One area we can improve upon is breakfast programs in our elementary schools. These programs are provided in many countries to start off a child’s day with a good meal. It not only improves on performance in the classroom, but can be used to teach nutrition to children and help address health concerns like diabetes facing our Nation. This is an example of the schools being about more than academic learning but a more holistic approach to education. Equal opportunity means not falling asleep or being hungry while trying to learn. More students may even come to school as they will get a meal. Small steps can lead to great potential. We need to give everyone a chance at a future.

Second, regardless of the quality of our teachers, curriculum or physical facilities, progressive learning outcomes are unattainable if school environments are not safe, so therefore a good Safe Schools Program must be a centrepiece of our education strategy. Today our school and community environments are much different than they were not long ago. There are increased incidents of violence, bullying and drug use, and absenteeism by students and teachers is at a high. We need to be assured that our children will be in a safe environment.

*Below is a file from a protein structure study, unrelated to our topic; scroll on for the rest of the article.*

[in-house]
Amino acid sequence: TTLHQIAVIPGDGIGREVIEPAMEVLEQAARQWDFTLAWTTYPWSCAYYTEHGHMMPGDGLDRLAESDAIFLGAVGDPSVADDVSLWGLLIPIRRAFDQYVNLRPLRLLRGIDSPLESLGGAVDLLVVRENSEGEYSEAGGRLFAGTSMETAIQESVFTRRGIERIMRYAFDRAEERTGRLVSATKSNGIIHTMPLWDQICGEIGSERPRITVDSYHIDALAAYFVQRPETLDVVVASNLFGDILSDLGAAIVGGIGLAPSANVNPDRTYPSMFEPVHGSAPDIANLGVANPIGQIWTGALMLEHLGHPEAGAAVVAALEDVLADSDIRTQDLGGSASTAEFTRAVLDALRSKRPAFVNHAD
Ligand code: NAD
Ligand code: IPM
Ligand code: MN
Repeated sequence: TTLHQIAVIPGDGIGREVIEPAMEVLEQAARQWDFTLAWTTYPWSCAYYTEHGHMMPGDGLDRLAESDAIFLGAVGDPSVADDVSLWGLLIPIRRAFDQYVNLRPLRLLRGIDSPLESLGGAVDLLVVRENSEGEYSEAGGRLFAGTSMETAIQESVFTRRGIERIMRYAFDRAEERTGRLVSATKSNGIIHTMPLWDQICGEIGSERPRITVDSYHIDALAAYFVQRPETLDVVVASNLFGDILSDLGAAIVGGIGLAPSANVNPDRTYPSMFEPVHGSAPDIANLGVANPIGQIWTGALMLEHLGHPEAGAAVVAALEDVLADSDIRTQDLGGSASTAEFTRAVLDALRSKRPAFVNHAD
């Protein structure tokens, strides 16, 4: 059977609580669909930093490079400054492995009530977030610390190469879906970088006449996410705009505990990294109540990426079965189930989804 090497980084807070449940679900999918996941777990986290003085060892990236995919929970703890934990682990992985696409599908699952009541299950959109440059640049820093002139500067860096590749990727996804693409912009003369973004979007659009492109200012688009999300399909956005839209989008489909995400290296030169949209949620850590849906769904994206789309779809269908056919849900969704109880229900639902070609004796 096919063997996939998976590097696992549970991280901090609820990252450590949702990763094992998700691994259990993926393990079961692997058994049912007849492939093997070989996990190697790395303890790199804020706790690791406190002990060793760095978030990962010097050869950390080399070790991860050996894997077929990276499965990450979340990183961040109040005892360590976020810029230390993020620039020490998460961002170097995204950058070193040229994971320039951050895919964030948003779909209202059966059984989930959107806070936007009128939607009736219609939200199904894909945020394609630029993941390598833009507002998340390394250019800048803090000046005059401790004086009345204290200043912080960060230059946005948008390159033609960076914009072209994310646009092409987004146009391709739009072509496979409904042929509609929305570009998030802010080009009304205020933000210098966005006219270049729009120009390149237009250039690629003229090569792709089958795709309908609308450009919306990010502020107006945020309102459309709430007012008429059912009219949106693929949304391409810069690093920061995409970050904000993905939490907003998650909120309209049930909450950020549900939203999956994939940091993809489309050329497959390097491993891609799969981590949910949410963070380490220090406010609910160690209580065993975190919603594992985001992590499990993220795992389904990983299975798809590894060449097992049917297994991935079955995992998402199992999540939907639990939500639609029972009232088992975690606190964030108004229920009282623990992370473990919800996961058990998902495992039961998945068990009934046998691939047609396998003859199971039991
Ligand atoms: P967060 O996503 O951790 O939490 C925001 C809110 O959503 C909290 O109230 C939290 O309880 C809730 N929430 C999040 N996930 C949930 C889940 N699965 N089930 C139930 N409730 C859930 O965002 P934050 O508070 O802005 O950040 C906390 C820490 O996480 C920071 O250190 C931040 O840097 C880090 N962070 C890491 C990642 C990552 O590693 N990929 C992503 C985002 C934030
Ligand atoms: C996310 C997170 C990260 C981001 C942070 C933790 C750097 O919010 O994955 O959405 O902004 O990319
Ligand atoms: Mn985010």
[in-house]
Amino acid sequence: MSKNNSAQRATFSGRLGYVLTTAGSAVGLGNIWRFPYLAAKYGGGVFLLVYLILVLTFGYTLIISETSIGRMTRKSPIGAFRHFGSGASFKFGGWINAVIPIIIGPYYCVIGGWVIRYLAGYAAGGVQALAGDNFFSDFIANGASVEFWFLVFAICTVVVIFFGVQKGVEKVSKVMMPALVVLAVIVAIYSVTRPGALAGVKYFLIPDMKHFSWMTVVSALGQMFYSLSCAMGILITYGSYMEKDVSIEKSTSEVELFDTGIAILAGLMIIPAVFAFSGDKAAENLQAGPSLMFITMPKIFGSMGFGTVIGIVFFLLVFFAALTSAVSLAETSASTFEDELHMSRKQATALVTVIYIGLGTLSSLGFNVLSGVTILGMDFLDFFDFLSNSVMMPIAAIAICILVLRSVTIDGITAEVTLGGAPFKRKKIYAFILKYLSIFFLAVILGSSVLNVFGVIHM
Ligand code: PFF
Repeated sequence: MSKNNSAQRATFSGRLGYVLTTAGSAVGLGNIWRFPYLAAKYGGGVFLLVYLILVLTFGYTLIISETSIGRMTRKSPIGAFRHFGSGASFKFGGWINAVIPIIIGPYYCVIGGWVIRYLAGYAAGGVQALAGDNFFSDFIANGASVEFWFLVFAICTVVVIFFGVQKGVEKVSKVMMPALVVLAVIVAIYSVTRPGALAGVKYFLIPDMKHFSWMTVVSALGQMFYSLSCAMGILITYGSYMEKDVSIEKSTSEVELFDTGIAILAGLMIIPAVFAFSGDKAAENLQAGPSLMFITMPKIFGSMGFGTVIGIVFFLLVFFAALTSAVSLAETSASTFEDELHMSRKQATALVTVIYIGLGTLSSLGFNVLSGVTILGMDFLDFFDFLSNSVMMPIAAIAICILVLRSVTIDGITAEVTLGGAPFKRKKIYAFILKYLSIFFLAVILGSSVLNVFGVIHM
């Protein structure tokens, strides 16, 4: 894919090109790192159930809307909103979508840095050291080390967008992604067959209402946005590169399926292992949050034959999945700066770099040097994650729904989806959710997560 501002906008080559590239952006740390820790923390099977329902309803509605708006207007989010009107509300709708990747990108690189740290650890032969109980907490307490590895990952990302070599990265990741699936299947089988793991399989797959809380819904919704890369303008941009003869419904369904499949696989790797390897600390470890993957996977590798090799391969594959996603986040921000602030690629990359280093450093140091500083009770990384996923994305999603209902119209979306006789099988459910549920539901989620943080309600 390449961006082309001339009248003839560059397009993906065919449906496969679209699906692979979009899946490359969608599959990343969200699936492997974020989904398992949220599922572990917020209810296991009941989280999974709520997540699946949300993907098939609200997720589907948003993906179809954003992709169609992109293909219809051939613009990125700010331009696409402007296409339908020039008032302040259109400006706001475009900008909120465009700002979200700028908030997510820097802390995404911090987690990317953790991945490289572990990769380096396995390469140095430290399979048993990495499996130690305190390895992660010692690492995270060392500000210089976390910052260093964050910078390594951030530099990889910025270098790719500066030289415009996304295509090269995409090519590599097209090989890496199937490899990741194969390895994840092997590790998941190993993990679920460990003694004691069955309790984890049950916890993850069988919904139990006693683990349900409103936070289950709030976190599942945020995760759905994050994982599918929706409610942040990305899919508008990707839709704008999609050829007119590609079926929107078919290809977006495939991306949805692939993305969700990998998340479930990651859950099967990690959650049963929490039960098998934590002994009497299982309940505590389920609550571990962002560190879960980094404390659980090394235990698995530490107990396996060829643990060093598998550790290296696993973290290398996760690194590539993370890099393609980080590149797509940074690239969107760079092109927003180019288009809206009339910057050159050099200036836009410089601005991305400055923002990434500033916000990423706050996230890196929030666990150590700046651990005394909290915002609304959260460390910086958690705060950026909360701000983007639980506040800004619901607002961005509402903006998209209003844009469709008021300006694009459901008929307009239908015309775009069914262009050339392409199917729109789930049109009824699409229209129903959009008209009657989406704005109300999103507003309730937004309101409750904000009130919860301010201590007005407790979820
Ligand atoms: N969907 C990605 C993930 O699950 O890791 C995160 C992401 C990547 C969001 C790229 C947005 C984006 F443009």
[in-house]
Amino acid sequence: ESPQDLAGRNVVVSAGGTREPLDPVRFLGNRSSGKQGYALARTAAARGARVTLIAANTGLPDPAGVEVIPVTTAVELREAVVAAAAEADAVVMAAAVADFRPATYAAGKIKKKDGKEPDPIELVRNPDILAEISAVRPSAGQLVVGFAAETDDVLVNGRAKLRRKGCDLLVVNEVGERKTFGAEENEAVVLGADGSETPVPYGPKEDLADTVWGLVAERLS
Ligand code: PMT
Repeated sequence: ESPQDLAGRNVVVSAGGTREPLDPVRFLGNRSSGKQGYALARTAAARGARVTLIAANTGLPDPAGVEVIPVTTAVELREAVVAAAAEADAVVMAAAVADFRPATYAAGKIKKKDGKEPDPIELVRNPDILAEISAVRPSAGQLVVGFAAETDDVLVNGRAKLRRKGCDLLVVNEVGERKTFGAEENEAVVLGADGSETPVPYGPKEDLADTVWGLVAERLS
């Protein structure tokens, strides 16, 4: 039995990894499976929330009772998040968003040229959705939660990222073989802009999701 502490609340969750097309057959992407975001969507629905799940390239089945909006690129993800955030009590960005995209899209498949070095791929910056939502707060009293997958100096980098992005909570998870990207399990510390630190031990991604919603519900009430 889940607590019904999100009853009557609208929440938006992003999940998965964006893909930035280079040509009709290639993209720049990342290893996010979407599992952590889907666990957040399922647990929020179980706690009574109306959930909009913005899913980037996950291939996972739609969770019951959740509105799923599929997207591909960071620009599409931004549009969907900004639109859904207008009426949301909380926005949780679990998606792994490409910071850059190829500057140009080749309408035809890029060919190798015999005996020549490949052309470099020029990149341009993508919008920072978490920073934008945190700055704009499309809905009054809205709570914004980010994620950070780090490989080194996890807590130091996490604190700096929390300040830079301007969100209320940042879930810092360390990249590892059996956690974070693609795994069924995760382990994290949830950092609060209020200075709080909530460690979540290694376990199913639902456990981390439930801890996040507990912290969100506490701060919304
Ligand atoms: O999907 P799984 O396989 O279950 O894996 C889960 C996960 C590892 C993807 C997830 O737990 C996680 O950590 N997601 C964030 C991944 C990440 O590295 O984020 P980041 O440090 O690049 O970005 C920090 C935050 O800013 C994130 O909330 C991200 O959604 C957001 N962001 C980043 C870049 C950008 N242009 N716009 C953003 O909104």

In the short term, we need people who have training in counselling and discipline. Longer-term solutions need to be about teaching character and core values within the classrooms so everyone can be treated with respect and dignity. Respect, honour and compassion are values which can lead to an environment where learning can be the focus, and these values will spill over into the community.

A third issue is balance in education. We need to see the schools as an important resource within each community. If we increase the value within our lives, we can increase the benefit it has upon our community. For example, if economic development is a priority, we ought to incorporate into regular English-language curriculum lessons in business-plan writing and business communication. If we are offering shop classes, then we ought to make them about outboard motors, snowmobiles and four-wheeler repair, therefore building capacity in our community and complementing our lifestyle.